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Girish Karnad-a modern Kannada writer and theatre artistKannada has a long history of literature next only to Sanskrit and Tamil. Though Dravidian in its origin, Kannada has been considerably influenced by Sanskrit. And even the early literature bears witness to this phenomena. According to some scholars, the language flowered into literature as early as the 15th century A.D. Nripatunga of the late 9th century refers in his work Kavirajamarg to a number of predecessors who wrote prose and verse.

There were also important work on grammar and rhetoric. Though Sanskrit had a hold on the people as a religious and fashionable language, Nripatunga voiced the glories of his mother tongue. Works based on or inspired by the Sanskrit epics Ramayana and Mahabharata formed the earliest literature in Kannada. The three gems of earlier Kannada poetry Pampa, Ranna and Ponna (all born in the 10th century), rendered the epics in Kannada. The early writers were also the promoters of the Champu style and some of them have written about Jain Tirthankaras.

Kesiraja's Sabdamani Drapana (c. 1260 A.D.) is the first standard grammar of the Kannada language. Nagavarma II has written three works on language, literature and grammar, viz. Kavyalokan, Bhasabhusan and Vastukosha, a Sanskrit-Kannada glossary.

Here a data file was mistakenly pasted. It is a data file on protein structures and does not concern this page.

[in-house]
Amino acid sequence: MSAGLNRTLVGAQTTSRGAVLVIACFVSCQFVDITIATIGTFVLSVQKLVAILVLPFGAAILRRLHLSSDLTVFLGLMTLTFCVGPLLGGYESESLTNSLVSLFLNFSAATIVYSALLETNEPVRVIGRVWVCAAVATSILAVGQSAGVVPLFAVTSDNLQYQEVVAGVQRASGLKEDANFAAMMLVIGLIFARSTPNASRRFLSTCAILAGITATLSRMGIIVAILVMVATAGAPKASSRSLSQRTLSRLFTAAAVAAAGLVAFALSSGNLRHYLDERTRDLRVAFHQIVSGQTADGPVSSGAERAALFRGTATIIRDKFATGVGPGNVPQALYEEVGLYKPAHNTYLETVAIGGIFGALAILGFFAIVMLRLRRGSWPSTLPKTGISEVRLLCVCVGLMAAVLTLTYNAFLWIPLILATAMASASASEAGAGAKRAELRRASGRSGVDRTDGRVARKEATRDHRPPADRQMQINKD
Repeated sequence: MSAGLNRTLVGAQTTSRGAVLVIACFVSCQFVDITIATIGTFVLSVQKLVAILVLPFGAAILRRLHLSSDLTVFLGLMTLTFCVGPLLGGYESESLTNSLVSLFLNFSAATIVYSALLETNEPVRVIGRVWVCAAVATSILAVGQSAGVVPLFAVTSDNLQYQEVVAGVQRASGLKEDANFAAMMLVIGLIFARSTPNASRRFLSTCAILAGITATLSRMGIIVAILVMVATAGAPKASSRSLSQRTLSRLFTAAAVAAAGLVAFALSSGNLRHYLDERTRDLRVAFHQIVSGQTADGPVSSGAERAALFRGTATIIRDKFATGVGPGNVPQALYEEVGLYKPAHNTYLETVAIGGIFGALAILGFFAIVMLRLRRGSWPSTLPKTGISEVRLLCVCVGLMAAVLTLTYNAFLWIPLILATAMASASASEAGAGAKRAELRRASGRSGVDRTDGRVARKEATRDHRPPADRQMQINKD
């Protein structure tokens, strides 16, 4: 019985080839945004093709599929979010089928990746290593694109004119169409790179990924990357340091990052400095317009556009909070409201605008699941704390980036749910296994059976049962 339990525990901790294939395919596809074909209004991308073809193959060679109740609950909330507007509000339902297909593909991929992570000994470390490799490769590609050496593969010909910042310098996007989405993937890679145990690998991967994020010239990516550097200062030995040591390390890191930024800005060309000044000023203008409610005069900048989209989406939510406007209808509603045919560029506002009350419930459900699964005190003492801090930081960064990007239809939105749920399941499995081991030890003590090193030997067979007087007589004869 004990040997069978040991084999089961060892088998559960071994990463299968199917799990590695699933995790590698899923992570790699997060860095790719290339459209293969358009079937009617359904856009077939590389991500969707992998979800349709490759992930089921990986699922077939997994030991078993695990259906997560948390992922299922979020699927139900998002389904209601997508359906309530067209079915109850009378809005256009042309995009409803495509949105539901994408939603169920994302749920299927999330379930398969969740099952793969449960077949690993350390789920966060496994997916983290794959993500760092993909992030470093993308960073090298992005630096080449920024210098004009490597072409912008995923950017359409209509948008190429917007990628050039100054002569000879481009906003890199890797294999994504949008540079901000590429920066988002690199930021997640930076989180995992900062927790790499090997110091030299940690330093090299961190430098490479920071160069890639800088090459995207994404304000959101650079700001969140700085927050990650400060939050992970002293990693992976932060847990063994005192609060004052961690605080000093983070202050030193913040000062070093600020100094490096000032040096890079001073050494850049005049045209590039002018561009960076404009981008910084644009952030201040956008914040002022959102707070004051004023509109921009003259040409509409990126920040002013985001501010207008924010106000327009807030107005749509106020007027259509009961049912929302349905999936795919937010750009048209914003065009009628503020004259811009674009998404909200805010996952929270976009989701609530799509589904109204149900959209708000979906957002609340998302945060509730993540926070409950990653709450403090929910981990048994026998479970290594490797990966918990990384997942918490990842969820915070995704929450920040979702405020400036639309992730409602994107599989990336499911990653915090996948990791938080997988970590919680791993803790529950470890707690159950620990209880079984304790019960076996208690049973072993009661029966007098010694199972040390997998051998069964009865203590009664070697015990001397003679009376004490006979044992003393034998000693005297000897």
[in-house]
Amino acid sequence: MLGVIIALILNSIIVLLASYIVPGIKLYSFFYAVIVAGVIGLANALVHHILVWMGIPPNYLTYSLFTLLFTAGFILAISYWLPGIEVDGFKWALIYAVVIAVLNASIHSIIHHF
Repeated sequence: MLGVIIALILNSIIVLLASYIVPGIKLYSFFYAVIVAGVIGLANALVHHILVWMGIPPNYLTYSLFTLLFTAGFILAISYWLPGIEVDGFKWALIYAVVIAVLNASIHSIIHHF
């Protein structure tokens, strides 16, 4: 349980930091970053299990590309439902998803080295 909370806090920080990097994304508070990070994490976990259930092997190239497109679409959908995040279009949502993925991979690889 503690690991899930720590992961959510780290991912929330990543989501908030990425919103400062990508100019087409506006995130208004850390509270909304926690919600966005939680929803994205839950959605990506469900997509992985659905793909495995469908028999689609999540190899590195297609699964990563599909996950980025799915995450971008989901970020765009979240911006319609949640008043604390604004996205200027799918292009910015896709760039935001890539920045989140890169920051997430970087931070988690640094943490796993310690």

A great change took place in the Kannada literature when Basaveswara (12th century) introduced the Vachana style of writing which introduced a social revolution. The imagery in Vachanas belongs to the daily life of the ordinary man. Dignity of labour and equality of all members of the society were the cardinal points of the Basaveswara movement. Other important poets of the era are Harihara, Raghavanka, Rudrabhatta and Janna. Kumara Vyasa (15th century) comes a little later. His epic Kannada Bharata is very well known. Actually Panmpa and Kumara Vyasa are the giant genius figures in Kannada literature.

We may also mention in passing the names of the three great poets, Lakshmisa (c.1550), sarvajna (c.1600) and Sankaradeva (c. 1655). Jains, Virasaivas and Brahmanas have produced works on their respective religions and on various secular themes.


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